Our homes tend to be the biggest investments we ever make, pouring our hard won cash into first saving a deposit and subsequently paying off a mortgage over the years. For many hardworking individuals and couples, this doesn’t leave a lot left over and putting aside additional savings for retirement can be a real struggle. Reverse mortgages were created by the U.S. Department of Housing and Urban Development as a means for pensioners (the minimum age for applicants is 62) on limited income to release the capital held in their property. It was envisaged that the primary incentives to take a reverse mortgage loan would be to help cover monthly living expenses or pay for unforeseen medical or care services not covered by the individuals insurance. However, there are no actual restrictions in place and recipients of reverse mortgage loans may spend the money as they see fit.
A reverse mortgage loan is a loan which is taken out against a property, though full ownership of the property remains with the borrower. Rather than a lump sum being paid out that the borrower returns in installments, the borrower receives regular instalments over a period they agree on when taking the loan. The loan is paid back at the point when the property is either sold or has been vacant for at least a year. As is the case with any financial or loan product there are pluses and minuses to reverse mortgage loans that must be weighed up by anyone considering applying for one. We’ll take a look at many of the main considerations here:
- No repayments are made during the term of the loan with loan value, insurance and interest all payable at the end of the loan’s term, usually when the property is sold.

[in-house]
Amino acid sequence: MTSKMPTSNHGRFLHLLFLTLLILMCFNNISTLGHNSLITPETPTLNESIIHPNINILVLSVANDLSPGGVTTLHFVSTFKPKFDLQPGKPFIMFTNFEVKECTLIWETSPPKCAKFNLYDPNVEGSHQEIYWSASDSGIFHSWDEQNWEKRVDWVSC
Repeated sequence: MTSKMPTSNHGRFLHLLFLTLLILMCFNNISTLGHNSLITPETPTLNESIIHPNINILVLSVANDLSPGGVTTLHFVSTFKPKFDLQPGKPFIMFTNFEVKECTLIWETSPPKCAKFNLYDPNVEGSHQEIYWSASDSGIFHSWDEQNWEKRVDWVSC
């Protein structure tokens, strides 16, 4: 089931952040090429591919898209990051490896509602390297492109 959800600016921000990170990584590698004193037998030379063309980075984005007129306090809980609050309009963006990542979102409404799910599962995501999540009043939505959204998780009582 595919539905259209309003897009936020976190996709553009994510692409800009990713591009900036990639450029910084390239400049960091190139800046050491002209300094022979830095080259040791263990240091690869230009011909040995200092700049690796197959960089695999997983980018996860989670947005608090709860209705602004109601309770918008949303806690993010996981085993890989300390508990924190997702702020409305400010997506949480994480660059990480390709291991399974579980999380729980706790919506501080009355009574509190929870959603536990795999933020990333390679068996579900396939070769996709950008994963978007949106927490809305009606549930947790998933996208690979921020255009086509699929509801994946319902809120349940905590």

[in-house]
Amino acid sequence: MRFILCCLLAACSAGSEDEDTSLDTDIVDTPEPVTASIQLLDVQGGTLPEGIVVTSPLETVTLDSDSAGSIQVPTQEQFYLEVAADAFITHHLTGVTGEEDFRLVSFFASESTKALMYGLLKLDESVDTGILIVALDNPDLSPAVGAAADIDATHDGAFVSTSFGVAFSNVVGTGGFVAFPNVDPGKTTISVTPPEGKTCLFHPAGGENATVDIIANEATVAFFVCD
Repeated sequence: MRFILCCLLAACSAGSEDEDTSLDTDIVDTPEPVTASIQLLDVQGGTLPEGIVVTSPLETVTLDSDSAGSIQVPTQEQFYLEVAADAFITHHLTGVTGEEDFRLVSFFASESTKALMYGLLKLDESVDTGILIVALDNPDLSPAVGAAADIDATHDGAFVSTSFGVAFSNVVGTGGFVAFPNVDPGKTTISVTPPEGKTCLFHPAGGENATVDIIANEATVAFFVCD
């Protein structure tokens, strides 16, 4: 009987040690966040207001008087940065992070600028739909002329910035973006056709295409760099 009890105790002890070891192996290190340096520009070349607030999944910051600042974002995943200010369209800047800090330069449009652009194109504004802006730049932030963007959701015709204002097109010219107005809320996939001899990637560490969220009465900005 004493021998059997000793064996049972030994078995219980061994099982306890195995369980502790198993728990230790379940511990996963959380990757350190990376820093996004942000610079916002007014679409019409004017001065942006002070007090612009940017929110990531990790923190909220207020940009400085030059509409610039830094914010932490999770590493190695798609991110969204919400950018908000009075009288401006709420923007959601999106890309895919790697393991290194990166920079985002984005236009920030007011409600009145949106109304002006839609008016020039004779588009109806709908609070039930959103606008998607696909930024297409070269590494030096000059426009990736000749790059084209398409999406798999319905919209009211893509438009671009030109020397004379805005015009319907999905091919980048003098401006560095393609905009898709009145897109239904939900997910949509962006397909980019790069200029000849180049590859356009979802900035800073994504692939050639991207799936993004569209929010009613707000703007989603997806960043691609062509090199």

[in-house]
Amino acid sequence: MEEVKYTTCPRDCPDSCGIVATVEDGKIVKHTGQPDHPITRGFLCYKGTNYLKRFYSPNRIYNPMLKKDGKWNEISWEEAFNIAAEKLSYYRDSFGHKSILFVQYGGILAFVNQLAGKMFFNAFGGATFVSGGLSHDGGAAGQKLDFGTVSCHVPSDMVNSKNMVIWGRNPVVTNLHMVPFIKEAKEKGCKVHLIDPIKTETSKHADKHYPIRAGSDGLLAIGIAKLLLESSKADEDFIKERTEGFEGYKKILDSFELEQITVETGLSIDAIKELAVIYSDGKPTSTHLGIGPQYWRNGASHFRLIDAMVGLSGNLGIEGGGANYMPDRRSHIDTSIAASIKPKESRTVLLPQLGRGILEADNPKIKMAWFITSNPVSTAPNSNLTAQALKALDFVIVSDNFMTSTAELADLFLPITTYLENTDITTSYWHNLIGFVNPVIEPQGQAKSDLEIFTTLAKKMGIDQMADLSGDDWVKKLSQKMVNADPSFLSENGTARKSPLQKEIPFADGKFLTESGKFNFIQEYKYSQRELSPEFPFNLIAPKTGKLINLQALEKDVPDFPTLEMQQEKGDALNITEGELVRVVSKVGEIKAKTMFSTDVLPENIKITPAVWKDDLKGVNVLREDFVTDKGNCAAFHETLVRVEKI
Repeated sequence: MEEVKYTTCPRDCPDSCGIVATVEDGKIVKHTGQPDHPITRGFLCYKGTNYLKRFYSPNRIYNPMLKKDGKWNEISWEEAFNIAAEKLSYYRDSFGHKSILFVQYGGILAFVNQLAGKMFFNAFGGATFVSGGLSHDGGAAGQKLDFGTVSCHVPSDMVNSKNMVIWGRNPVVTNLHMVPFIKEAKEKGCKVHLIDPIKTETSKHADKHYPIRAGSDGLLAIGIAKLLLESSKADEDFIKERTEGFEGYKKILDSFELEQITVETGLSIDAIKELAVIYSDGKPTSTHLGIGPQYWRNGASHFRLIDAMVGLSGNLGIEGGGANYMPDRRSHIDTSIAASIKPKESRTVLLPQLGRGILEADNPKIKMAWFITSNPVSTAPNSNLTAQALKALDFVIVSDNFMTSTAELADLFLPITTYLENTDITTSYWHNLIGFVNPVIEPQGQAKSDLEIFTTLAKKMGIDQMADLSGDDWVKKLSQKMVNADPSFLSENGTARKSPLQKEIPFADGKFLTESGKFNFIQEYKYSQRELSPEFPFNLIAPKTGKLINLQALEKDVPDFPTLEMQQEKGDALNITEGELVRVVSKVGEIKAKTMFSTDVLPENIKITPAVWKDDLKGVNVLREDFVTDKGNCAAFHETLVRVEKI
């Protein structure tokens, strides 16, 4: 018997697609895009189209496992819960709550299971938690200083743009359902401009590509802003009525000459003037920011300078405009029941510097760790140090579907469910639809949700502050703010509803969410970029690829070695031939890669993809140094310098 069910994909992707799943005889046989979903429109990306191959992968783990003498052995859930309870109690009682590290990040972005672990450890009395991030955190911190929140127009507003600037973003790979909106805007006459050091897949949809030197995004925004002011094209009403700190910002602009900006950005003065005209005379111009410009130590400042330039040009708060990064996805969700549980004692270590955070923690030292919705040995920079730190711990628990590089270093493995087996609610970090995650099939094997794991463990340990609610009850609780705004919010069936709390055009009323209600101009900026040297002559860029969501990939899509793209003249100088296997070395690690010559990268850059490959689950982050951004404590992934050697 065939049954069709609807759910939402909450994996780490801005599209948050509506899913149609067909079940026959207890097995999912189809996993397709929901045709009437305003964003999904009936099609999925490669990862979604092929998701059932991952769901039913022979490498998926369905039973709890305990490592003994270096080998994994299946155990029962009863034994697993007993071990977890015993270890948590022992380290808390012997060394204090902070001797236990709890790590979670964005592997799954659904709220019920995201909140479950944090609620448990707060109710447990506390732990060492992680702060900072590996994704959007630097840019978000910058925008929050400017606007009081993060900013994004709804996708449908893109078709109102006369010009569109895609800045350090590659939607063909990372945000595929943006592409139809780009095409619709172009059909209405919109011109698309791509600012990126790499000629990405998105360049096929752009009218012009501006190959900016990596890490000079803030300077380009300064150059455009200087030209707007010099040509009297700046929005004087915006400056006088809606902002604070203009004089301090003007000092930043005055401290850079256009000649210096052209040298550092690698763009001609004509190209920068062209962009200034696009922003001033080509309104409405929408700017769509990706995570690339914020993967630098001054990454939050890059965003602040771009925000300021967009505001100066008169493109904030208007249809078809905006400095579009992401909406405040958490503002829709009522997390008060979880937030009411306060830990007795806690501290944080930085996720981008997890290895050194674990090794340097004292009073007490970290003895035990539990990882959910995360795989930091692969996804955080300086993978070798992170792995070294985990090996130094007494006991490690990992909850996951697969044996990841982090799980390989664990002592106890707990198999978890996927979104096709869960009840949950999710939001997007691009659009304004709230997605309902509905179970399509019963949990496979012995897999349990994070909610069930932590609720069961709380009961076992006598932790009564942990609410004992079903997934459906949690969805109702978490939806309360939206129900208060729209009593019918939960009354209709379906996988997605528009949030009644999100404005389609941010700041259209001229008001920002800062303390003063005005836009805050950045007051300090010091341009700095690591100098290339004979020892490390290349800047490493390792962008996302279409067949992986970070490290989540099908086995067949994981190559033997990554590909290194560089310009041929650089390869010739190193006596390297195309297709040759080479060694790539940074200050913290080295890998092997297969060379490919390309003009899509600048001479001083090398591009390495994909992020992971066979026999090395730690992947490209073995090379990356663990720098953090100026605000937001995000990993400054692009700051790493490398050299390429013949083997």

- Instalments are not taxable as income.
- The lender’s financial assessment is based on the property’s value and not the income of the applicant.
- Ownership of the property is retained by the borrower until they sell the home, move or vacate it.
- If property prices change and the eventual sale of the property does not cover the loan’s repayment your heirs are not liable to make up any shortfall. This is insured against as part of the terms of the loan.
- Unless the loan can be repaid by other means it will be settled by the sale of the property when the borrower, or last remaining borrower, passes away or has vacated the property for at least a year, usually due to having moved into a care facility. This means that the property will not be inherited by the borrower’s heirs.
- Medicare payments and Supplemental Security Income can be affected by reverse mortgage loan installments.
- Because all interest is paid at the end of the loan’s term it cannot be used as a deductable from income taxes during the term of the loan.
- Interest rates and service charges tend to be higher for reverse mortgage loans than for other equity loans or mortgage products.
- Once the maximum value of equity you can take out of your property in the form of a reverse mortgage loan has been reached you may be left with limited options in terms of your future needs.
Part of the application process for taking out a reverse mortgage loan is to go through a counseling session where these advantages and disadvantages will be gone over and made clear to you.